**Rare events**

Suppose you drew 5 cards and they were all hearts. You might ask “what’s the probability of drawing 5 hearts at random from a 52 card deck?” Well, sure, that’s easy enough to calculate. The probability is 0.000495. Wow! Such a rare event! Must be your lucky day.

But… the reason you asked about 5 hearts is because that’s what you experienced. You peeked at the data, and then asked your question. I am sure if you would have gotten 5 clubs you would have asked about that. Or if you had gotten a straight.

So, one way to rephrase the question is as follows: “what’s the probability of drawing 5 cards at random from a 52 card deck that, upon viewing these cards, would have gotten my attention and prompted me to ask a question about probability?” I’m confident that any flush or straight would have gotten your attention, and four of a kind as well. So let’s stick with those. The probability of drawing either a flush, a straight or four of a kind is 0.006. While this is still a very rare event, it’s about 10 times higher than that of getting 5 hearts.

**My existence**

I have heard it argued that

the probability that you are aware right now, when your existence could have ended billions of years ago, or could have come into being billions of years in the future – this probability is so small, so insignificant, that it is practically non-existent… this could only mean the existence of God.

However, the probability calculation is incorrect. Let’s define the event A as follows:

A: I exist now out of all of the possible times I could have existed

The argument is that P(A) is essentially 0. However, the argument ignores the fact that I already do exist right now, which is why I am asking the question. I am asking a question based on data that I have already seen. We have to condition on that data. Therefore, let’s define the event B as:

B: I exist right now

What we are interested in is not P(A), but P(A|B). We have to condition on B, because B is the reason we are asking the question. It’s the data we peeked at. Well, it turns out that P(A|B)=1. Thus, it’s not a rare event and certainly cannot be an argument in favor of any religious beliefs.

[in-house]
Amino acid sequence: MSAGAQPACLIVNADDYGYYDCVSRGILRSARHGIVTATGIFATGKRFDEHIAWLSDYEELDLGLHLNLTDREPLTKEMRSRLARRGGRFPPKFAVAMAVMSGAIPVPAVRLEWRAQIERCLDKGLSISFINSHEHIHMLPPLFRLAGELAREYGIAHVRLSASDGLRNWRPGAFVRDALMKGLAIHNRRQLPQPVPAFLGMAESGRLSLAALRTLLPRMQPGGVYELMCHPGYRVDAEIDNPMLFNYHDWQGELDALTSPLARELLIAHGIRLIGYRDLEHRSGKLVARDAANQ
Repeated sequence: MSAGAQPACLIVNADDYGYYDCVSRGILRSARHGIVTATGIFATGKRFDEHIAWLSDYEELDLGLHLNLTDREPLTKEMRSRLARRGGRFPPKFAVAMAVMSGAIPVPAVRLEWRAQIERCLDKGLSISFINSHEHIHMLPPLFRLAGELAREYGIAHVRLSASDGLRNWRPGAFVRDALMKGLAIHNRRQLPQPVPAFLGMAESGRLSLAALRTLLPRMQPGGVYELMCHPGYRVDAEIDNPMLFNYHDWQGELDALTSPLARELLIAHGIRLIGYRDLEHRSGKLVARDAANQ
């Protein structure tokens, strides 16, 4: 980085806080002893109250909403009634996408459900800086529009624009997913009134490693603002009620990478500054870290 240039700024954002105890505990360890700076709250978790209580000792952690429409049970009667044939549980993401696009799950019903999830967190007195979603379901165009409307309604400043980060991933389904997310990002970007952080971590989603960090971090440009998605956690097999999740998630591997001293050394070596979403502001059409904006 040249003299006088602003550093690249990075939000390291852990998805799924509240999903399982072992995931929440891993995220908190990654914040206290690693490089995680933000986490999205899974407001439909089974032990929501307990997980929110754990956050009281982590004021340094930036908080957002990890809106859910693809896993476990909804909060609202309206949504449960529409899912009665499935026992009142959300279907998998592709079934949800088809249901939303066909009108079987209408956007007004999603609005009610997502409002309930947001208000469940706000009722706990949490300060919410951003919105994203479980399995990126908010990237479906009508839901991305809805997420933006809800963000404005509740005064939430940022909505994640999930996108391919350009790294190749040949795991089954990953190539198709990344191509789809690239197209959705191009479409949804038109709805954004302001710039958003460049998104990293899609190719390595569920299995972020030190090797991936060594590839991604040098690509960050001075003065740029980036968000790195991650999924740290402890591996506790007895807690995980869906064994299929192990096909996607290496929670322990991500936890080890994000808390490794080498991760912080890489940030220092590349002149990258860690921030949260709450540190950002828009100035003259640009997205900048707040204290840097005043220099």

**Self-indication assumption
**

The self-indication assumption (SIA) is

Given the fact that you exist, you should (other things equal) favor hypotheses according to which many observers exist over hypotheses on which few observers exist.

Katja Grace presents a simple example of SIA:

For instance if you were born of an experiment where the flip of a fair coin determined whether one (tails) or two (heads) people were created, and all you know is that and that you exist, SIA says heads was twice as likely as tails.

For simplicity, let’s assume this action only happened once (one coin flip). Thus, there is only one or two people in the world, depending on whether it was tails or heads. Let’s assume if we are in two person world, we don’t see the other person.

Let’s define the event A as:

event A: the coin came up tails (i.e., the one person world)

SIA reasoning is that since there were 3 possible people including myself, and I was selected, the probability that I’m on 1 person world is 1/3.

The flaw here is the focus on me existing. I already exist, so it’s cheating to write questions about me existing after seeing that I exist. Like the card player who formed the hypothesis after seeing the cards, we’re asking the wrong question.

Instead, let’s define the event B as:

event B: at least one person exists